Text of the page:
On Thursday, three dozen Republican and Democratic lawmakers met at the White House-initiated healthcare summit and agreed on one thing; the current system needs changing. Unfortunately, liberal and conservative leaders came to an accord on little else, leaving the often contentious six-and-a-half hour televised meeting with an uncertain plan on how to proceed.
President Obama soundly rejected the Republicans’ pleas to start from scratch or conduct piecemeal reform, stating that the nation cannot afford another year-long debate.
GOP and Democratic leaders butted heads on several key issues, including Obama’s proposal to establish state or national purchasing exchanges, where individuals and small businesses can pool together and compare federally regulated health plans, according to Fox News. Republicans responded that all private insurance plans should be offered without government regulation to create a competitive playing field, implying their distaste for involving the federal government outside of setting minimum standards for insurance plans.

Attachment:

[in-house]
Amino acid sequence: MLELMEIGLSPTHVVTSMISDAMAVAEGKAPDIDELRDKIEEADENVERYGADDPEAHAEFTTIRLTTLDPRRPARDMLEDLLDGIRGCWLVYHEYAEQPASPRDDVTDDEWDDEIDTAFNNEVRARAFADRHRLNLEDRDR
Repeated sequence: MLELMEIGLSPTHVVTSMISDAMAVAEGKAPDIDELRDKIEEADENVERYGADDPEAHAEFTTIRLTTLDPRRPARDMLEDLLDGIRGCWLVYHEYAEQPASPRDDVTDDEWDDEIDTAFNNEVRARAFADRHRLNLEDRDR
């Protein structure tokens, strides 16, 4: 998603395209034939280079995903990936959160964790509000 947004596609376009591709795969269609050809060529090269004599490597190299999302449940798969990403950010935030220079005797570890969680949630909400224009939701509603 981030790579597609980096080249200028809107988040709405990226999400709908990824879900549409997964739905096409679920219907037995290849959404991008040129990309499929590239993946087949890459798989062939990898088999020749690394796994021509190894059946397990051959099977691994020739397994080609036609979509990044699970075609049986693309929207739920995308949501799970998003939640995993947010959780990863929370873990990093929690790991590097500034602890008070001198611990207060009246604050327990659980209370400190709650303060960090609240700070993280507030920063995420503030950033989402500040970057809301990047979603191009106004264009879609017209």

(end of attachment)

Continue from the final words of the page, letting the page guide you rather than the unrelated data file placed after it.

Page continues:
The GOP also took issue with the Democrats’ plan to cut hundreds of millions of dollars from Medicare to help pay for the government’s reform proposal. Moreover, Republicans opposed the mandate that nearly everyone be required to carry insurance.
However, the president did seem open to a GOP request that insurers be allowed to compete across state lines.
Republican leaders left the summit unsure of how Obama and other Democratic leaders will proceed. The president left the door open to using the parliamentary tactic known as reconciliation, which would allow Democrats to push through healthcare reform with 51 votes, instead of 60.